Thursday 24 March 2011

An Interview with No.1 Bestselling Kindle Romance Author, Kenneth Rosenberg...

Back in January, I grabbed a last minute flight and needed some Amazon Kindle books to take on my trip. One of the books I downloaded, after skim reading a couple of reviews and seeing some five-star ratings, was Kenneth Rosenberg’s No Cure for the Broken Hearted. It seemed like my kind of book. I wasn’t disappointed.The love story between Katherine and Nick, which had began when they were teenagers together in a small town in Connecticut, is reawakened twelve years later, when Nick is engaged to be married and Katherine is determined to focus on her career rather than dwell on her broken heart. I was engrossed. Today, it is my pleasure to introduce to you the man behind the book, Kenneth Rosenberg.

Kenneth, have you always written romance novels and is it a genre in which you will continue to write?
I’ve always had a soft spot for romantic stories, though this isn’t something that is easy to admit for a man.  I remember once when I was working as a seaman in the merchant marines, I had a copy of Bridget Jones’ Diary along with me.  It had a big close-up picture on the cover of a woman’s lips.  I had to keep that one pretty well hidden!  I enjoy writing romance, but I also have varied interests.  The next book I’m working on has a strong romantic element, but the one after that is more of a thriller.

What gave you the idea for the story and inspired the characters?
I tend to find myself thinking back about the past a lot and what my life was like at different periods.  There are always those romances from a person’s life that just didn’t quite work out, and in retrospect you sometimes wonder why they didn’t.  There’s a pretty strong well of emotion to work from as a writer.  As for the two main characters in my novel, I think they’re both drawn from different aspects of myself.  Peripheral characters are mostly based on people I know.

The book has been in the Amazon Kindle bestseller charts for months and has lots of great reviews - but how did you start out - how have you achieved this level of success as an indie author?
First I became involved in the forums over at  That is a fantastic source of information, with a very supportive community of independent writers.  They have a Book Bazaar where you can promote your work and a Writer’s Cafe that is full of informative threads.  The next thing was that I was lucky enough to have received some very positive reviews on Goodreads.  The community over there took me in to some extent and helped promote me, especially the Clean Romance group, to which I owe a lot.  The next thing was having book blogs agree to review my book, and hold giveaways to help promote it.  The last thing, which is very touchy, is that I took part in some discussions at the beginning on the Amazon forums.  People over there really despise self-promotion, though.  If you take part in those discussions, you have to be careful about mentioning your book, or risk being brutally flamed.  I think a few discussions over there helped me quite a bit, though, in the beginning.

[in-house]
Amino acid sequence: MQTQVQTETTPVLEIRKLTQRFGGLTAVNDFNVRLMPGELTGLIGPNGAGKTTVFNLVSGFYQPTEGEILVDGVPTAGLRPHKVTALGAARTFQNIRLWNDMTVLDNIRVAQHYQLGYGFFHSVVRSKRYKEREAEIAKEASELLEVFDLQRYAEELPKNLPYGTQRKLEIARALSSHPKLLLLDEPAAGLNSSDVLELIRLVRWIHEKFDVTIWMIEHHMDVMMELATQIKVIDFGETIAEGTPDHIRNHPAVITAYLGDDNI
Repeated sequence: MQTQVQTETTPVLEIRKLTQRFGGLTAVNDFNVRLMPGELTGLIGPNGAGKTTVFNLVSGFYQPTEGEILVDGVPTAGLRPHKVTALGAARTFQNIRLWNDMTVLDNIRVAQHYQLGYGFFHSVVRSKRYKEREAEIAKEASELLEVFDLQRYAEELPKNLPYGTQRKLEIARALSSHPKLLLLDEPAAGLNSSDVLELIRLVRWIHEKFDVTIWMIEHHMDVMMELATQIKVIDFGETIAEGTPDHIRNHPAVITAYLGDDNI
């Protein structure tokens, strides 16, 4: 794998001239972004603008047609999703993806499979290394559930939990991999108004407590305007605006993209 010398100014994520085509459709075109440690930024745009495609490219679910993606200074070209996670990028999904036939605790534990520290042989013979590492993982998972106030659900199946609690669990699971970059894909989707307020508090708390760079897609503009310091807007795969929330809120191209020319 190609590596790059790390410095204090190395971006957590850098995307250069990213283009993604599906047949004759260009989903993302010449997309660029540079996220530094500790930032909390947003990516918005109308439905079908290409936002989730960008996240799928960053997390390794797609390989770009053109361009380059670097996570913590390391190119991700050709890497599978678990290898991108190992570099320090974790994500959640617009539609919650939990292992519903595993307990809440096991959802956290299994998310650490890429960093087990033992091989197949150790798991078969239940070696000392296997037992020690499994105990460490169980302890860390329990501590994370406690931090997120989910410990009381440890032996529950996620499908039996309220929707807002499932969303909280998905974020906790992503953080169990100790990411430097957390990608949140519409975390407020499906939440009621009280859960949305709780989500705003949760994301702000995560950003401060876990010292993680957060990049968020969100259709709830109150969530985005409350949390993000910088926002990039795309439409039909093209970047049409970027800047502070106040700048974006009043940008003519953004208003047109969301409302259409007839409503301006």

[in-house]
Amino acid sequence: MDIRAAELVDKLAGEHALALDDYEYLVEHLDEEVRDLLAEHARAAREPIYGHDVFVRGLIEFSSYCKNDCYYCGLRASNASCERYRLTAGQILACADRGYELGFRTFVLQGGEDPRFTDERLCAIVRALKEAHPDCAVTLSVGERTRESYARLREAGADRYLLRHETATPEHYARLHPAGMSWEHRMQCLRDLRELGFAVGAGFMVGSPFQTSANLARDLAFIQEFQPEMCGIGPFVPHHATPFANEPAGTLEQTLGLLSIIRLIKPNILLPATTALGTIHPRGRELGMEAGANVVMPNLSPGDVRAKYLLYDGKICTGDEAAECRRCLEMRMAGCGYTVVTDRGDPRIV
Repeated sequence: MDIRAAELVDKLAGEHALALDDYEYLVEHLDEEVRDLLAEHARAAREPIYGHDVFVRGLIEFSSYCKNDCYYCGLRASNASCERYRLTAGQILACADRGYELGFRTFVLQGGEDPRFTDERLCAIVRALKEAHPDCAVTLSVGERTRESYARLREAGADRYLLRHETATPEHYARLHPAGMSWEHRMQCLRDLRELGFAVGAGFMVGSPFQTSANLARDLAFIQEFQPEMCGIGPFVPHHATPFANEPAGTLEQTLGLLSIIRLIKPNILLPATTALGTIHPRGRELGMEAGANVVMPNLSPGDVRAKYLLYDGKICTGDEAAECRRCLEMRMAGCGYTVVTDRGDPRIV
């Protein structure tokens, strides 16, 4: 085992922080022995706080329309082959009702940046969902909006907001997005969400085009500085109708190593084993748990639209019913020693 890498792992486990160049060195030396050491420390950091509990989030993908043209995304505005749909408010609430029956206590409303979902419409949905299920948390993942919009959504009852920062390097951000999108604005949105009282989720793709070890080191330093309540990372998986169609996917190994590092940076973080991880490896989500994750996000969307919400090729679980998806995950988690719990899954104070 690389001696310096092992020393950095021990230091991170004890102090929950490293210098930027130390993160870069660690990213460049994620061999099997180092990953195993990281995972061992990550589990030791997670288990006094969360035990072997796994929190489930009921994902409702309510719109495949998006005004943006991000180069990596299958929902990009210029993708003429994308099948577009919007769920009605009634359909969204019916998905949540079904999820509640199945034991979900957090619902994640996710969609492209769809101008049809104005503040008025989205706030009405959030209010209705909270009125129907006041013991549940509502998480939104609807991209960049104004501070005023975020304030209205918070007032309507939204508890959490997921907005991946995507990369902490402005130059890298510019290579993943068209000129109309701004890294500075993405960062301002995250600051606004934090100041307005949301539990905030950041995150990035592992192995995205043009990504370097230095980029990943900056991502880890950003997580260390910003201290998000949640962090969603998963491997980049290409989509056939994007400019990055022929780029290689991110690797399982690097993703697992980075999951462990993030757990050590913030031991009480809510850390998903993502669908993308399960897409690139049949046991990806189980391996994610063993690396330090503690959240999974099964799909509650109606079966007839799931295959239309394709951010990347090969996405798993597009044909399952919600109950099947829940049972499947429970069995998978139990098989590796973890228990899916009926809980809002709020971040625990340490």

How much personal experience do you put into your novels and how much is research?
A lot of both.  I’ll take personal experience from one place and use it in another.  For example, the town on the lake in Connecticut in my novel is actually based on a town I’ve spent time at in British Columbia, Canada.  The experiences of the kids in that town, and the characters of the kids themselves, were all based on summers I spent growing up in coastal California. For specifics, the Internet is a lifesaver when it comes to research.  If I need a restaurant for my characters to go to in New York City, I just look one up, along with photos, and I can describe it as it is.

Where is your favourite place to work?
I split my writing time between home and coffee houses.  Writing is such a solitary pursuit, sometimes I just need to get out of the house and join the world of the living.

To plot or not to plot – how much of a planner are you?
I’m a big planner, but my books rarely turn out quite as planned.  One of the most important things I’ve learned as a writer is how important it is to listen to your characters.  Sometimes you might have an idea about where a story is supposed to go, but when you get to a certain point, you realize that your characters wouldn’t go there at all.  They’d go someplace else entirely.  You have to be able to listen to them, and revise your plot as you go, or you run the risk of your story feeling contrived.

Can you tell us about what you are working on now and when it will be available?
My next novel is called Sweet Ophelia and the Tinseltown Blues. It’s about a homeless guy in Hollywood who sneaks onto a set looking for food and ends up with a part in a movie.  This one has a theme of unrequited love as well, but from a completely different angle.  I’m really excited about it, and I hope to have it finished and available within the next few months.

Kenneth Rosenberg is a California writer whose work has appeared in the Los Angeles Times, Surfer Magazine and other publications. Kenneth attended UCLA where he received a Bachelor of Arts degree in English Literature. When he is not writing, he spends his time surfing, snowboarding and travelling the world on a shoestring.